A 4-Step Roadmap Towards the Mastery of How to Learn (6 Years of Experience Summarized)

2019-08-28 2020-02-26 2020-11-17

In How to Learn About Meta-Learning: My Resource List I’ve laid out my resource list. This article is another take on meta-learning, but with a roadmap and is mixed with Spaced Repetition Software (SRS). This roadmap is modeled after my experience and this question in mind:

What would I suggest to a person who is, for some reason, highly interested in meta-learning yet completely blank about such topic?

Or simply,

What would I’ve done differently?

1. Read Improving Students’ Learning With Effective Learning Techniques

As I’ve said countless times, I consider it to be the golden reference for effective studying methods. Don’t be fooled by the word “students”. Even if you’re not, this research paper is immensely valuable and useful. This forms a solid foundation about the science of learning. “Research paper” may be intimidating if you’re never read one before; but fear not, this one is highly accessible (Irony if the educators don’t know how to deliver information).

2. Read Make It Stick: The Science of Successful Learning

This is the ultimate book if you want to learn about meta-learning.

These two resources form the ultimate duo for understanding the basis of the learning science. Then, you’ll understand why Anki and SuperMemo are such indispensable and powerful tools.

3. Use Anki for 3 months

Download the free desktop version. If you’re on Android, download the free Ankidroid; if you’re on iOS, buy AnkiMobile. The $25 is worth every penny. Become a member of the subreddit s/Anki and ask for help if you have any questions. Fellow Anki-ers are eager to help.

During the first month, don’t use any addons. Explore vanilla Anki: learn to make cards on desktop and study on mobile. Explore Anki’s basic interface and functionalities: synchronization, styling cards, how Anki works in general. Preferably, read the documentation.

In this period:

Experience the terror of studying 100 cards in one day when you’re new to Anki and feeling confident, then getting haunted a few days later when you open it and see 300 pending reviews, so you’ll learn how to approach your study.

Experience the regret of not tagging your cards or separating them into decks properly and now you’re sorting them manually.

Experience the surprise of the ability to Quickly Create Audio for your Anki Cards when you’ve been dragging audio files one by one.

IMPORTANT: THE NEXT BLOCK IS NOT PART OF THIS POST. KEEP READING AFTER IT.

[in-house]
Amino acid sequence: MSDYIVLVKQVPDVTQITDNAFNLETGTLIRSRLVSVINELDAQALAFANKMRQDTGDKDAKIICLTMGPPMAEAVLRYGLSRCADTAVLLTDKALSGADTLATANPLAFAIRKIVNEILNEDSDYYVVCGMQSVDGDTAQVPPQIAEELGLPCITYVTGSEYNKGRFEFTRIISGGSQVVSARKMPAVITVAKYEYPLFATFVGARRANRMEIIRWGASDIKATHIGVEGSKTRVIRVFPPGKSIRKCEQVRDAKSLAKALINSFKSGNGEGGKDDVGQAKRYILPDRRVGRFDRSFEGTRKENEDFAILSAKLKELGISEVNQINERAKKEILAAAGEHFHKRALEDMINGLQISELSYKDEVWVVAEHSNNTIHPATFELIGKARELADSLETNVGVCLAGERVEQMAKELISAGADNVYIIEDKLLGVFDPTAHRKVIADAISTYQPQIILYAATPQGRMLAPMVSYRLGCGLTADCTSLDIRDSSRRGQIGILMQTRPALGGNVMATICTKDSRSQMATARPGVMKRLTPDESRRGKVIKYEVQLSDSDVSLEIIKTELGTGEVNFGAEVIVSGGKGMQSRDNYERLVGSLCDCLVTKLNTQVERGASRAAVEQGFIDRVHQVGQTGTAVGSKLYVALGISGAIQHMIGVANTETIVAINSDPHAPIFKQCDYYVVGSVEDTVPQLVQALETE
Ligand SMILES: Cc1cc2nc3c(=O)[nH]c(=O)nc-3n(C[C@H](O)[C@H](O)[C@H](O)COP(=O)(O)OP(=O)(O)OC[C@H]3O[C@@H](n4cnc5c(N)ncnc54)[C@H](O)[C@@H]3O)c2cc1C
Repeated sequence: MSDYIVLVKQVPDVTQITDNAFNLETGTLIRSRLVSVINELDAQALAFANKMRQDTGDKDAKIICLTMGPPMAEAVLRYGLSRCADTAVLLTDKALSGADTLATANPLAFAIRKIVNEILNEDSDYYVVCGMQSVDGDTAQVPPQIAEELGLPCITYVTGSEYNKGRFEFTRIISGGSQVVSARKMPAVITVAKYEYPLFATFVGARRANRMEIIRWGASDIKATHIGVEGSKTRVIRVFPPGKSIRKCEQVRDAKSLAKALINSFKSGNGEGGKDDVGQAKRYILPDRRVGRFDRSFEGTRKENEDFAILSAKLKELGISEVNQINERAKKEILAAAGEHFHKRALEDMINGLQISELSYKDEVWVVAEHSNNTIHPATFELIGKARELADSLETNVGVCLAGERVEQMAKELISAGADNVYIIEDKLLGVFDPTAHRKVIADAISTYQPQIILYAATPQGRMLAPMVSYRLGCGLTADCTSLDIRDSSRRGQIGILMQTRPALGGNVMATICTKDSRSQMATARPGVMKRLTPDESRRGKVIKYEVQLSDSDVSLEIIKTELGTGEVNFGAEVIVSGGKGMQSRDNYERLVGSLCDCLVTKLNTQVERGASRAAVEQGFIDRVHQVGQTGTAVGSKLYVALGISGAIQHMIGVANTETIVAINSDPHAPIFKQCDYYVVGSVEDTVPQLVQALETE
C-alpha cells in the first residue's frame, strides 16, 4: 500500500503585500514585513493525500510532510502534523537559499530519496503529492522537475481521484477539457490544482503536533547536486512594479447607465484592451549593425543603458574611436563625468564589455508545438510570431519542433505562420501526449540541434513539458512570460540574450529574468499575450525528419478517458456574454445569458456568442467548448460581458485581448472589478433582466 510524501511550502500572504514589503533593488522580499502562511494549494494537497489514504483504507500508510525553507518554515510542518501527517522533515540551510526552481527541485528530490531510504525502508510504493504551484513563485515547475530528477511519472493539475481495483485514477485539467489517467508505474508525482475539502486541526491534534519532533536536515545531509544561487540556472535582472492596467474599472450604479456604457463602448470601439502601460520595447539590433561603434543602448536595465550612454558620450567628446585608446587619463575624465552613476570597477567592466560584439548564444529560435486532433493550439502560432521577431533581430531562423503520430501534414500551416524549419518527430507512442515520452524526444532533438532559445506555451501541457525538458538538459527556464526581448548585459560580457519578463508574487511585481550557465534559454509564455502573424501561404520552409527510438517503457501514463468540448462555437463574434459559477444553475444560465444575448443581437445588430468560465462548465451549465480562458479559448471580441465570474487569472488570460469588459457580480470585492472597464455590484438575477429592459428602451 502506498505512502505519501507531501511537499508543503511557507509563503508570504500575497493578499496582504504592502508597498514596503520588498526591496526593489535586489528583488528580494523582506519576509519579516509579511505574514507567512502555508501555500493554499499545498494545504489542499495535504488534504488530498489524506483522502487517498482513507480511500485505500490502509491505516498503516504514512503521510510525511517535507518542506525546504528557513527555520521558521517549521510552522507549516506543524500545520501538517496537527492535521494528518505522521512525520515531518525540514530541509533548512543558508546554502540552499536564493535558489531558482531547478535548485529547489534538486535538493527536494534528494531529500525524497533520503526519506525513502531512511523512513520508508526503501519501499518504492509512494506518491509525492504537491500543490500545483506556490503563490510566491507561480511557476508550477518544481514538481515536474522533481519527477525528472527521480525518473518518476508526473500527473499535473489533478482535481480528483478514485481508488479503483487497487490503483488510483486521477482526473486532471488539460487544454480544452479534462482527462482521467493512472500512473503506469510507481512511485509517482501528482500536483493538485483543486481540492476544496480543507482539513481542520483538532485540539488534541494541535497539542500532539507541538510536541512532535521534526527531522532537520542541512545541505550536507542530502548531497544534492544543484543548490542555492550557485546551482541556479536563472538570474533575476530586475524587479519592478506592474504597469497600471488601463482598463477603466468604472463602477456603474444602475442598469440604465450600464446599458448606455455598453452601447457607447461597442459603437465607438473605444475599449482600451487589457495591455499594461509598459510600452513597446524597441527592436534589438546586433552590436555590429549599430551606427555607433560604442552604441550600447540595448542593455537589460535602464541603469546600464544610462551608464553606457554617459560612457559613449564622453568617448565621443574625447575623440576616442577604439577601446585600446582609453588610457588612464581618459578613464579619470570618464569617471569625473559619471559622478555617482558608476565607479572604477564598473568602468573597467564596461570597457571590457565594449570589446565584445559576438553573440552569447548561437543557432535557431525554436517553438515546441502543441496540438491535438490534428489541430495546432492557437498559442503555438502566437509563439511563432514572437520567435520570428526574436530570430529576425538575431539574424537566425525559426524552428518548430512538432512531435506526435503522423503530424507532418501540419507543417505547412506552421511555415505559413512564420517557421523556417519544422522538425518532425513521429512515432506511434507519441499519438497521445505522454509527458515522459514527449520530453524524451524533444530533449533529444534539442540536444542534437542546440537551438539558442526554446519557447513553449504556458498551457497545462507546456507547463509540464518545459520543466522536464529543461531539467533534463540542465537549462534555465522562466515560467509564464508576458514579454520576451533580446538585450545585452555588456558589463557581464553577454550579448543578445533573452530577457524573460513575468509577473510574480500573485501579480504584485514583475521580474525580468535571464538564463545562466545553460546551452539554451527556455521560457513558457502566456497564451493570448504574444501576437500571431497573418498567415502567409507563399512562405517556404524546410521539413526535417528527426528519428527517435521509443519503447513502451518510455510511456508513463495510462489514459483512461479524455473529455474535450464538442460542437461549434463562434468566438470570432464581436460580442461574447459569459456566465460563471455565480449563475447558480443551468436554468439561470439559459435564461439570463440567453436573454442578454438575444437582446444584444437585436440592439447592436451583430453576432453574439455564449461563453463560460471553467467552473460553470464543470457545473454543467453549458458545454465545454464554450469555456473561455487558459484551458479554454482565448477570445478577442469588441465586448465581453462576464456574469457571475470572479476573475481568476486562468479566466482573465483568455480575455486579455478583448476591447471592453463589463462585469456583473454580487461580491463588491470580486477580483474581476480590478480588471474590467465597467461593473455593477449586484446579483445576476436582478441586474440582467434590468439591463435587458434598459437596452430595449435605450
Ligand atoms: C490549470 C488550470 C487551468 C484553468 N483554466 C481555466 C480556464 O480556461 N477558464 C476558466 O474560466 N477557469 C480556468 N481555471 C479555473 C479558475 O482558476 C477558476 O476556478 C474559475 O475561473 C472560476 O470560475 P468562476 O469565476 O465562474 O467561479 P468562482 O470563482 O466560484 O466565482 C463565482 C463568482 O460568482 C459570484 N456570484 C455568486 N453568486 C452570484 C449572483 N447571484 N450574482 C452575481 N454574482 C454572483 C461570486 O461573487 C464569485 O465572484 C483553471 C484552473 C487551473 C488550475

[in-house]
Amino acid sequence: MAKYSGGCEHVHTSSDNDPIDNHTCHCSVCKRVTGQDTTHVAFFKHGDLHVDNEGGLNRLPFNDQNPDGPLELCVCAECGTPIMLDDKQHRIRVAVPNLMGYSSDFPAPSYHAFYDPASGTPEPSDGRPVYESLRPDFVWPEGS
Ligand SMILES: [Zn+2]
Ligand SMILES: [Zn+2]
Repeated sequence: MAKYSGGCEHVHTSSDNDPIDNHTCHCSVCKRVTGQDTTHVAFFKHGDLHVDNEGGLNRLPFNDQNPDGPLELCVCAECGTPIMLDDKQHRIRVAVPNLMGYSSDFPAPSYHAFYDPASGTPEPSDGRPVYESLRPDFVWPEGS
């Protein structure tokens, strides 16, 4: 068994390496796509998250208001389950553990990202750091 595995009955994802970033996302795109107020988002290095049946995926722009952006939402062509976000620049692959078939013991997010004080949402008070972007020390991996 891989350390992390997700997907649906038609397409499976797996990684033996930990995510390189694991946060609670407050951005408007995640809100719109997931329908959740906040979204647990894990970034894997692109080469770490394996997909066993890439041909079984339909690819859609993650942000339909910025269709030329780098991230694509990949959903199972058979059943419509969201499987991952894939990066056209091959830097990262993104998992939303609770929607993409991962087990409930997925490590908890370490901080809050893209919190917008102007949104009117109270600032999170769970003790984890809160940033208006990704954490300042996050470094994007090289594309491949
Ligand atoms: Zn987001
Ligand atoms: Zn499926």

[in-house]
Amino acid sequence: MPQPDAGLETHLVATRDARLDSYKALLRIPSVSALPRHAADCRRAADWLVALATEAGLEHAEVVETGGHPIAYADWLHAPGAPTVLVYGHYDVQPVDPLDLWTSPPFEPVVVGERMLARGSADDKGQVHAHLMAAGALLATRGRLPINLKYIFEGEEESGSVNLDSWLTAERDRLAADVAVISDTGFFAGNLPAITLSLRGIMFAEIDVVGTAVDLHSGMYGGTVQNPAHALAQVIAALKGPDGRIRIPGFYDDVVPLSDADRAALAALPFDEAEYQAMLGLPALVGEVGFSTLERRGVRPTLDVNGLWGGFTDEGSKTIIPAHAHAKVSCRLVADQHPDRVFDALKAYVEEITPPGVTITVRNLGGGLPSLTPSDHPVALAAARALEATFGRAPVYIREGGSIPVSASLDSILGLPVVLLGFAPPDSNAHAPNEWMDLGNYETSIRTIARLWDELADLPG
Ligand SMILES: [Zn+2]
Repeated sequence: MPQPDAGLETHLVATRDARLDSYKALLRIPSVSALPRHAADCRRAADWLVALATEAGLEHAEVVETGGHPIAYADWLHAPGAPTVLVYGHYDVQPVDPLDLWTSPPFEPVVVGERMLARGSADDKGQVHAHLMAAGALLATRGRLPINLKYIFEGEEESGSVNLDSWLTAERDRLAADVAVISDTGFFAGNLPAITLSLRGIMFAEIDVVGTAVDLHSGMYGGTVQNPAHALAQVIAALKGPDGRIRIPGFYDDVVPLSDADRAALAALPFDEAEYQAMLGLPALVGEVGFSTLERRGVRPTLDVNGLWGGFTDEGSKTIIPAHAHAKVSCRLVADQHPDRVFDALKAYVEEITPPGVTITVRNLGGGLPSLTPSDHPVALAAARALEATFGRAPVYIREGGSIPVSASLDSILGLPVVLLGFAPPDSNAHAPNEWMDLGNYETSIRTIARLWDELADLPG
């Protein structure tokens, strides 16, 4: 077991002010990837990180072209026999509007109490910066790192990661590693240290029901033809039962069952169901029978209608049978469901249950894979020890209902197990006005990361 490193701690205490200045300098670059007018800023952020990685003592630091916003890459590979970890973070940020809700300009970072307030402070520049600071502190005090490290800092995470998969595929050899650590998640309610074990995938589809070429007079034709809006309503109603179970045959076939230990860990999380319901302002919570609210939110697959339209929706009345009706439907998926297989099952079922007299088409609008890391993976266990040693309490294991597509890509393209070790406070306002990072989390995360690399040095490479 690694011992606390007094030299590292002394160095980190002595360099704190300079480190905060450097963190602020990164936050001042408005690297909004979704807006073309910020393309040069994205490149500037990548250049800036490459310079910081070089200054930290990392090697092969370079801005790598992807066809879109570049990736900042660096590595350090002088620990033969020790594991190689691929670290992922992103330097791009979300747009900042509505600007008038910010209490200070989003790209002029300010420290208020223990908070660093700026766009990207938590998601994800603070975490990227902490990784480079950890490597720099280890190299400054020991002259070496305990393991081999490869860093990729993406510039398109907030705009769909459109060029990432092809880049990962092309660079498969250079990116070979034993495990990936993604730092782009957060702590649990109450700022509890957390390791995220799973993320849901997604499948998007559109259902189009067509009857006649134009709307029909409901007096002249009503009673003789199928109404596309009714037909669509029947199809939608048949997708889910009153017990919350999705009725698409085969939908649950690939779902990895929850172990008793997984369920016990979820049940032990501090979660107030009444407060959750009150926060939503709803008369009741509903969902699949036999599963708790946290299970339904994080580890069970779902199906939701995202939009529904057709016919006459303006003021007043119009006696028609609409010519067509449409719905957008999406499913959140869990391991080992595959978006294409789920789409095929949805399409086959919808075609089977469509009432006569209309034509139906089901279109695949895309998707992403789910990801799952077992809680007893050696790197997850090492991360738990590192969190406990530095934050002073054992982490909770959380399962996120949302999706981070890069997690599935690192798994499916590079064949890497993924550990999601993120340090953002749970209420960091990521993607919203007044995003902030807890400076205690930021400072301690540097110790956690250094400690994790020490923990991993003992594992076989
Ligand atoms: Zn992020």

After using vanilla Anki for a month, explore different addons

One of the core strengths of Anki is its addon community: vibrant, helpful and most importantly, very useful. Using vanilla Anki without any addons is like buying a $1000 laptop to play Minesweeper: you’re not getting and using to its full potential.

Sort the addon list by the number of ratings to see what most people are using. In my opinion these are essentials: Image Occlusion Enhanced, AwesomeTTS, Power Format Pack, Advanced Browser

Pay attention to the experiment timespan: at least three months, not a few days or a few weeks. First, spaced repetition doesn’t work in short-term; it works in long-term. You won’t experience its magic with mere days or weeks. Second, in the first week or two you’re probably overwhelmed by both Anki itself (Anki ecosystem) and how Spaced Repetition Software (SRS) work in general:

Anki problems: How do I add images to my cards? How do I sync across devices? Why are my cards not showing on mobile?

SRS problems: Why am I not seeing any new cards? What do you mean not seeing them for 3 days? Should I review them manually?

After three months, you should have a good grasp of how Anki works and how SRS works in general. If you’re frustrated with Anki or don’t see the point of SRS, the following #4 and #5 will make zero sense. So, only proceed if you’re comfortable with Anki and would recommend Anki to a friend. If you have the willpower and determination to stick to Anki for three months and faithfully do your reviews daily, then you may proceed…

4. Use SuperMemo and Incremental Reading for 3 months